I think that one measure that could be instituted to increase accountability with roads (and other public works projects) is to publicize the roads building and maintenance contracts. By publicize, I don't mean have a board hidden behind a tree with microscopic writing on it placed at some random location miles from where the actual work is to take place, I mean have full details of the contracts either put out in the press or better yet on the Ministries websites. The following could be included:

  • Cost of the project
  • Full Design Criteria
  • Time to Completion
  • Company undertaking Project
  • Reasons for company being awarded tender
  • Inspection methodology
  • Name of official incharge of inspection for the particular project
  • Penalties for failure to meet deadlines both for contactor as well as GoK
  • etc etc

For example, we the public should be made aware that Thika Road is being built by Con Struct Ltd at a cost of 2 billion over a timespan of 2 years with a handover date of xx/xx/20xx. We should be made aware that the contract includes building drainage and culverts and a layer of tarmac at least 5 inches thick with the road expected to have a lifespan of at least 20 years and that I.N Spector is in charge of inspecting the project to ensure that its being built to the correct spec, will conduct monthly inspections and for every month behind schedule the project is the contractor loses 10 million..etc etc....if the public is aware what our tax shillings are being used for, it would further incentivize GoK and contractors to ensure we get value for money.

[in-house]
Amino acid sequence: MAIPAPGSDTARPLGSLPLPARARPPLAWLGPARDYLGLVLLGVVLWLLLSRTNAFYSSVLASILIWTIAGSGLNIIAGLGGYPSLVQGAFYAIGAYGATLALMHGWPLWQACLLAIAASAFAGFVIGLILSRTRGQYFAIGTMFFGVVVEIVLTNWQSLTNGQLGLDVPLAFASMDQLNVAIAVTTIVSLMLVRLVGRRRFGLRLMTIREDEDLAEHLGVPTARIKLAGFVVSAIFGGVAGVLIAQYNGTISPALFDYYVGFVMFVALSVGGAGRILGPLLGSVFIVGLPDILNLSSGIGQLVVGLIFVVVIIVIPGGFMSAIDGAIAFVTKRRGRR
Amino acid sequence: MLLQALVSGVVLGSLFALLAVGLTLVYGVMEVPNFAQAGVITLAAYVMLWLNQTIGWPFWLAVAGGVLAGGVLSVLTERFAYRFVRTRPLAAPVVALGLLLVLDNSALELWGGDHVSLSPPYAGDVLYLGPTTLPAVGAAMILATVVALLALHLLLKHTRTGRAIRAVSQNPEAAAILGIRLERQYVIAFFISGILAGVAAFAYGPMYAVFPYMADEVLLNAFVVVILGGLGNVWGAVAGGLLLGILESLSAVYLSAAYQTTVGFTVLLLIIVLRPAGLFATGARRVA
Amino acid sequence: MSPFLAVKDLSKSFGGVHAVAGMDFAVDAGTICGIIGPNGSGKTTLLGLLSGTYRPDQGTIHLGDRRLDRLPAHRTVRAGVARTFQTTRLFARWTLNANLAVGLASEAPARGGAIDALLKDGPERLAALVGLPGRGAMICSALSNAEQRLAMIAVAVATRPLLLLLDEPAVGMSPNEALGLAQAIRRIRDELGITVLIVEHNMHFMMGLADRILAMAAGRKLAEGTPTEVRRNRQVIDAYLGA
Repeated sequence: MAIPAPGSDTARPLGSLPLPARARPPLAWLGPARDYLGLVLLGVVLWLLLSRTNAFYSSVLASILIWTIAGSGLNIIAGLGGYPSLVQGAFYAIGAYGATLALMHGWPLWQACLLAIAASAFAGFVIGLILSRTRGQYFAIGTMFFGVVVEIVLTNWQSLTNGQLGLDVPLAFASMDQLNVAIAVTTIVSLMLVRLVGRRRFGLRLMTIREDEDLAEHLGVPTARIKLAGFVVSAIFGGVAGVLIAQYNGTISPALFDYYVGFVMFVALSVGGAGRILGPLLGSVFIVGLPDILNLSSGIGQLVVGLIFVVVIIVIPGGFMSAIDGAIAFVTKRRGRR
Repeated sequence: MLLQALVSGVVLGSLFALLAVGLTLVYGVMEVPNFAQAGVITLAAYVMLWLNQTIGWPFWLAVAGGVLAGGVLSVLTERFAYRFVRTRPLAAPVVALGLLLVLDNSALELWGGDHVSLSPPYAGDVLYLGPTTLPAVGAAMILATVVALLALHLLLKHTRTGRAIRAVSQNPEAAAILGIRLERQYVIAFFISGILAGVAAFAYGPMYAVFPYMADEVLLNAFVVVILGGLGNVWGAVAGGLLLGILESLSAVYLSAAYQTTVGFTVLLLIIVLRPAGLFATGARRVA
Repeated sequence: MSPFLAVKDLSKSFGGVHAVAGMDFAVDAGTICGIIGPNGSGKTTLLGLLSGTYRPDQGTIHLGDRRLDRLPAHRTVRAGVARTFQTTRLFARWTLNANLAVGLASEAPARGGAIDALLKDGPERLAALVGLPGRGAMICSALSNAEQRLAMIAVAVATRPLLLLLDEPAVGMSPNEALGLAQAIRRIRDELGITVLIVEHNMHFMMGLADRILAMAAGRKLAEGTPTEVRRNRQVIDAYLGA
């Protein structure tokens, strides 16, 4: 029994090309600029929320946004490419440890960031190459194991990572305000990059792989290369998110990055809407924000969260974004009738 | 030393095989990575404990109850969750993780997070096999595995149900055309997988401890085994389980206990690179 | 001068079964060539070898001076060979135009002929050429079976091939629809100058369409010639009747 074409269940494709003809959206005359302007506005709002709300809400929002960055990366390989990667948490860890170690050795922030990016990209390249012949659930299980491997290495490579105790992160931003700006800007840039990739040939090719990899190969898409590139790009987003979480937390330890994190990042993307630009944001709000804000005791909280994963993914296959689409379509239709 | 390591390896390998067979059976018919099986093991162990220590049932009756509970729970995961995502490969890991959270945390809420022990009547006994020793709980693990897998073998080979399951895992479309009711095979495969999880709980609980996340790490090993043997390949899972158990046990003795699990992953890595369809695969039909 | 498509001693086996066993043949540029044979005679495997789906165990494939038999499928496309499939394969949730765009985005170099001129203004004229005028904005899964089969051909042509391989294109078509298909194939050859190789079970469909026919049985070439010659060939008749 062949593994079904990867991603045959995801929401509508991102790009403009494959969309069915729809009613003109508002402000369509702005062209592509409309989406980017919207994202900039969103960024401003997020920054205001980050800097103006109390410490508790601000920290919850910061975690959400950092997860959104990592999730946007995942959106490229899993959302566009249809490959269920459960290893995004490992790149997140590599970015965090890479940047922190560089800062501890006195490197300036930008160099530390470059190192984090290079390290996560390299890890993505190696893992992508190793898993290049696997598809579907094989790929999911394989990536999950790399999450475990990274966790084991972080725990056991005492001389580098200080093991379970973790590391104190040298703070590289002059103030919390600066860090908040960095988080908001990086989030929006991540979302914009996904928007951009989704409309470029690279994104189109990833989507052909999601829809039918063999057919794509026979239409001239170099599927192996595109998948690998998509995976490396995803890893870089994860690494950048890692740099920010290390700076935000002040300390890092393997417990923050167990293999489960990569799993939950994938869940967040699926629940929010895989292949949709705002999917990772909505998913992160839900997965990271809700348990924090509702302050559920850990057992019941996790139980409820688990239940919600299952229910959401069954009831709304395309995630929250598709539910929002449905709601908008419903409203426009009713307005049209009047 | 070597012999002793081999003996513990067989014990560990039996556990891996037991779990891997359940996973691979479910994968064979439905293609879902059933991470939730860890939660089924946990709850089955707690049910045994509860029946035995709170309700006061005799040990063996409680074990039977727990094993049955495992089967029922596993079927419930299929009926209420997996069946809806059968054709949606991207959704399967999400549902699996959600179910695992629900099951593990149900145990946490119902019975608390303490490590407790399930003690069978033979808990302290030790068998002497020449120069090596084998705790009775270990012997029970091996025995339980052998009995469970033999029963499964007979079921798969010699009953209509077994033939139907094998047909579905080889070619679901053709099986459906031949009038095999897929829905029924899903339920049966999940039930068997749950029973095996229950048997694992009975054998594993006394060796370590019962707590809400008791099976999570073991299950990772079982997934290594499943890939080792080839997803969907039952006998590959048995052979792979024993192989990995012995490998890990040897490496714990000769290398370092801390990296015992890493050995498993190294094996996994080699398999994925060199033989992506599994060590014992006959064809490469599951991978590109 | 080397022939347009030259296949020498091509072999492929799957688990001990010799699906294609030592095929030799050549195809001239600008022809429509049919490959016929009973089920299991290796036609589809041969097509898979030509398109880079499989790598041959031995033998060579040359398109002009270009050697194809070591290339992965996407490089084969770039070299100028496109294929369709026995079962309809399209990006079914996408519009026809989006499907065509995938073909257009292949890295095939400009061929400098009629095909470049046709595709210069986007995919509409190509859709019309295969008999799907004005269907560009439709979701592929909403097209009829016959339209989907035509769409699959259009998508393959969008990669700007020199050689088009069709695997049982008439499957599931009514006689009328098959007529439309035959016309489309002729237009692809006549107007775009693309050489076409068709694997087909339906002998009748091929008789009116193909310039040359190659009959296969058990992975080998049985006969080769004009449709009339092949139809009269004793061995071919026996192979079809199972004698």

I think that taking this approach may help towards ensuring that we finally start getting value for our tax money where public works projects are concerned.

Edit: The following two key points from Bankelele would also go some great way to adding to accountability:
- publish the names of all company directors' that are given government contracts. If a company does not perform it gets blacklisted, along with its directors
- reverse the Ndegwa commission rules and re-instate ban civil servants from engaging in private business